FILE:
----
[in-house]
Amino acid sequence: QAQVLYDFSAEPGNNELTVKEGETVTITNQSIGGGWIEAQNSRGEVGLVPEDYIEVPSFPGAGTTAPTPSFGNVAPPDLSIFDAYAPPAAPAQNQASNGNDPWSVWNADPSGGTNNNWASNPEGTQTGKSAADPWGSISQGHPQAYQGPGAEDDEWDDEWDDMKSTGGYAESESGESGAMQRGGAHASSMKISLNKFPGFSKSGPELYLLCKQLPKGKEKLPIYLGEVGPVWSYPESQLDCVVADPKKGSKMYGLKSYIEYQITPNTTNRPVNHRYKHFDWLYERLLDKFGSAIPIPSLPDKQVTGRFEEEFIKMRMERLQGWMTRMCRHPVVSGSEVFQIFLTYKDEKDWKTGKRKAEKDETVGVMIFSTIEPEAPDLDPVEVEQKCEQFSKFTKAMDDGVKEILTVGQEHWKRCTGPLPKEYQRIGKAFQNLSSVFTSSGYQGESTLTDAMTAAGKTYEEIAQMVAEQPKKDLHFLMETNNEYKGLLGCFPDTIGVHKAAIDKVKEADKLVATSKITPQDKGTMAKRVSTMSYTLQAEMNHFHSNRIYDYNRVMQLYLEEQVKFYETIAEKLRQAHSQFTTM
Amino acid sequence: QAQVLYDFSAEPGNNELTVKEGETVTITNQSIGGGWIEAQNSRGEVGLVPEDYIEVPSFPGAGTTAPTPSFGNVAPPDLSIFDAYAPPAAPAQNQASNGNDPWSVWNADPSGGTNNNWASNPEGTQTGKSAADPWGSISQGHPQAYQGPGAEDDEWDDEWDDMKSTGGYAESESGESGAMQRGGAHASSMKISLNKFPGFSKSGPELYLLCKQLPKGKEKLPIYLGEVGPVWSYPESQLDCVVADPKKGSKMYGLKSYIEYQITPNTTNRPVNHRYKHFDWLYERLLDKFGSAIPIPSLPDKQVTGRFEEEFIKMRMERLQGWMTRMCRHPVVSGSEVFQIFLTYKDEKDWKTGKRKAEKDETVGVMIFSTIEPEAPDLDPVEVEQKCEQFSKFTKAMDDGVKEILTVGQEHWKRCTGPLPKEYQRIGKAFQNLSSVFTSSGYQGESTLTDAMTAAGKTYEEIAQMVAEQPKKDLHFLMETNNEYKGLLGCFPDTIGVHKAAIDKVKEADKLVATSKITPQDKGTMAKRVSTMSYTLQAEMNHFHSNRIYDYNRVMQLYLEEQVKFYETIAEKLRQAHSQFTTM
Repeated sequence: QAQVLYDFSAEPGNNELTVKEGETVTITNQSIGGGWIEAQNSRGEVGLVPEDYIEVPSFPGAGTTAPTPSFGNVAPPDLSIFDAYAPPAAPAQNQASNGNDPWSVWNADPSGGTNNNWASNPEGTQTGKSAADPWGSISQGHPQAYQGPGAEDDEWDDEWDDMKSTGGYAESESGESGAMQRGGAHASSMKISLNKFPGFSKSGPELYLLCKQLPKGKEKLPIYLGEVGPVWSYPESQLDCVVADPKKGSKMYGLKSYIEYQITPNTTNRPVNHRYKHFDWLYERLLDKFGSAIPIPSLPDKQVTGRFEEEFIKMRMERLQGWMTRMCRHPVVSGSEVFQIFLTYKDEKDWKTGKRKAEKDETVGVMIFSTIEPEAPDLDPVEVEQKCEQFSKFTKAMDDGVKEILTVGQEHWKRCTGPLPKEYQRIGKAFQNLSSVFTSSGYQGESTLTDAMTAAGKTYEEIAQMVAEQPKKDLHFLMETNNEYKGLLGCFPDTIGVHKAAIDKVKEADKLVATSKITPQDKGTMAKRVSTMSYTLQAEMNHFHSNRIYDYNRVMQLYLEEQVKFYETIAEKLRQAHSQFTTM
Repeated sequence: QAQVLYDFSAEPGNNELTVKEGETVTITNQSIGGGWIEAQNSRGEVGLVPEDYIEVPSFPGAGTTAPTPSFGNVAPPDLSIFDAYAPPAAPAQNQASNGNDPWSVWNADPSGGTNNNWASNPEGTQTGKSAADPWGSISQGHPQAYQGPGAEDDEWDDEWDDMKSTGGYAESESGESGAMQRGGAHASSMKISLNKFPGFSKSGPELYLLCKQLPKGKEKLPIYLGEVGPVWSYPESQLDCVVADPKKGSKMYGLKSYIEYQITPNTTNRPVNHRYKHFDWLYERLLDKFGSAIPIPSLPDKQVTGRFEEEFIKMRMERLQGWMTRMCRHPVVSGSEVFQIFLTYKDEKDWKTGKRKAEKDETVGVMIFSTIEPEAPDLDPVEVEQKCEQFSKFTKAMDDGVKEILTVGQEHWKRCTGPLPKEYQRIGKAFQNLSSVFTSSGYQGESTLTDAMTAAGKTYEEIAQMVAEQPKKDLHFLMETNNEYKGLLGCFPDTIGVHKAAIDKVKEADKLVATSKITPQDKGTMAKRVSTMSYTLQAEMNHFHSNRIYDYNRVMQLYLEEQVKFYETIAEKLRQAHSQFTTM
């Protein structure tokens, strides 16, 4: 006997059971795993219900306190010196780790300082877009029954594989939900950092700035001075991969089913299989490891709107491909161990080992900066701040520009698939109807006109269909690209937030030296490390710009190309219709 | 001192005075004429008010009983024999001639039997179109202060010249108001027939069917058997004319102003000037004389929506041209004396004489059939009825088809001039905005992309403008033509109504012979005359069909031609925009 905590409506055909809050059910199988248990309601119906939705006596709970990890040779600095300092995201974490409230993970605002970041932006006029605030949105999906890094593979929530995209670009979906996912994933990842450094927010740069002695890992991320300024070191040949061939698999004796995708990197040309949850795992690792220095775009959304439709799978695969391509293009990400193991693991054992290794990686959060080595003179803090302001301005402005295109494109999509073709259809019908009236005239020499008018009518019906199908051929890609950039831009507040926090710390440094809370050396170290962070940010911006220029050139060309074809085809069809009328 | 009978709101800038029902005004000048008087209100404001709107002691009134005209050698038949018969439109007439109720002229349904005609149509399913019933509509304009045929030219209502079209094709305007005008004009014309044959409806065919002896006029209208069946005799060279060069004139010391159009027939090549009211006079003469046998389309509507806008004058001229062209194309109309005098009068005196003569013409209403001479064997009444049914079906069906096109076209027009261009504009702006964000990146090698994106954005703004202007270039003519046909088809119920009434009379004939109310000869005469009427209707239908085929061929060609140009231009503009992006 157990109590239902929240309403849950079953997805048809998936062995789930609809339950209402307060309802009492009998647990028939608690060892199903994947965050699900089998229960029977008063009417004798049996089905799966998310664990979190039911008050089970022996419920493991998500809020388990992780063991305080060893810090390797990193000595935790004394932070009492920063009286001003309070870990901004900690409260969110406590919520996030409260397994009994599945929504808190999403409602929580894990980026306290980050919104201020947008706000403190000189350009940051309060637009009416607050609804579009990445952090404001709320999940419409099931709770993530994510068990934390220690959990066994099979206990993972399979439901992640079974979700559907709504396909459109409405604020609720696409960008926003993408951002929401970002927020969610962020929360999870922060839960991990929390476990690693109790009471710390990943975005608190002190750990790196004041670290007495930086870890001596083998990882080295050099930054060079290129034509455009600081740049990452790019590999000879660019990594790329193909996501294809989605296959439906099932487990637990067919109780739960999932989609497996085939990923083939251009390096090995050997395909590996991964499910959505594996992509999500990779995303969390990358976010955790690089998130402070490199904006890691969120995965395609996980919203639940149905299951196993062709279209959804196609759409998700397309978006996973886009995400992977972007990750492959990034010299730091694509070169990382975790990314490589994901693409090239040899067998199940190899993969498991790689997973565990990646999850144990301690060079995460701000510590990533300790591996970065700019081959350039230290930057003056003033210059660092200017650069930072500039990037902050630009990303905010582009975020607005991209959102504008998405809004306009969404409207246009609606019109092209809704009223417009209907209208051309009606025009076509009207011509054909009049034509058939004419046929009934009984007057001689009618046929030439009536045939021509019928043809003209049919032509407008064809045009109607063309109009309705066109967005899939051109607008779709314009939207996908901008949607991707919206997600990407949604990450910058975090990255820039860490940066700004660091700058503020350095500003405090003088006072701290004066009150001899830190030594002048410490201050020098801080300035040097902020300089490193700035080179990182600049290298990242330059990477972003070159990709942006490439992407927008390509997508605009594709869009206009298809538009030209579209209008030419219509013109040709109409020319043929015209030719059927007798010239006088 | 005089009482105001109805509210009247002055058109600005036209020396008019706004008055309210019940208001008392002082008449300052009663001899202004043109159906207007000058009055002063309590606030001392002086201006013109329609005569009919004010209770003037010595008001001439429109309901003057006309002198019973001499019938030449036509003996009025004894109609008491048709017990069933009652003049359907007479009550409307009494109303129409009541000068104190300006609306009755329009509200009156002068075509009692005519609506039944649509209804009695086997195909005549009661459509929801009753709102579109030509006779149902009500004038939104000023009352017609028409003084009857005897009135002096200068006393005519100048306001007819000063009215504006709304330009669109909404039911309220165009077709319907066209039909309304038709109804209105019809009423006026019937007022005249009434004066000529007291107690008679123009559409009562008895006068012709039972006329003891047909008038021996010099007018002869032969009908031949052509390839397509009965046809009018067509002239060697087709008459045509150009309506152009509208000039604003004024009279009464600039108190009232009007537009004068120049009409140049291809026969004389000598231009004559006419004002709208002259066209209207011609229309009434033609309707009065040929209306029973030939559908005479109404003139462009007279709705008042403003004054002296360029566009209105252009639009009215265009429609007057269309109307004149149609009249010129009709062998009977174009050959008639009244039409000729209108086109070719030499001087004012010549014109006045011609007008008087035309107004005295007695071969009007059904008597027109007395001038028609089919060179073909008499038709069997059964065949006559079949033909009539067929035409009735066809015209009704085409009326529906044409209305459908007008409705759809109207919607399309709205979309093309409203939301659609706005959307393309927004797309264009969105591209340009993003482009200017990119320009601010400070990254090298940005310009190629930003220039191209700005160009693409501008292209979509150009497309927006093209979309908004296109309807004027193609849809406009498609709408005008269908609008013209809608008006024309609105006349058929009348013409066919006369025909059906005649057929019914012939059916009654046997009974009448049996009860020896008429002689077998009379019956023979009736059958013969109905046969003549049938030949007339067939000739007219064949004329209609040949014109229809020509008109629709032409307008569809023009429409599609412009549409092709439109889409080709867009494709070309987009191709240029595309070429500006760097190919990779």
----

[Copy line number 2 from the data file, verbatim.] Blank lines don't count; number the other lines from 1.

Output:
Amino acid sequence: QAQVLYDFSAEPGNNELTVKEGETVTITNQSIGGGWIEAQNSRGEVGLVPEDYIEVPSFPGAGTTAPTPSFGNVAPPDLSIFDAYAPPAAPAQNQASNGNDPWSVWNADPSGGTNNNWASNPEGTQTGKSAADPWGSISQGHPQAYQGPGAEDDEWDDEWDDMKSTGGYAESESGESGAMQRGGAHASSMKISLNKFPGFSKSGPELYLLCKQLPKGKEKLPIYLGEVGPVWSYPESQLDCVVADPKKGSKMYGLKSYIEYQITPNTTNRPVNHRYKHFDWLYERLLDKFGSAIPIPSLPDKQVTGRFEEEFIKMRMERLQGWMTRMCRHPVVSGSEVFQIFLTYKDEKDWKTGKRKAEKDETVGVMIFSTIEPEAPDLDPVEVEQKCEQFSKFTKAMDDGVKEILTVGQEHWKRCTGPLPKEYQRIGKAFQNLSSVFTSSGYQGESTLTDAMTAAGKTYEEIAQMVAEQPKKDLHFLMETNNEYKGLLGCFPDTIGVHKAAIDKVKEADKLVATSKITPQDKGTMAKRVSTMSYTLQAEMNHFHSNRIYDYNRVMQLYLEEQVKFYETIAEKLRQAHSQFTTM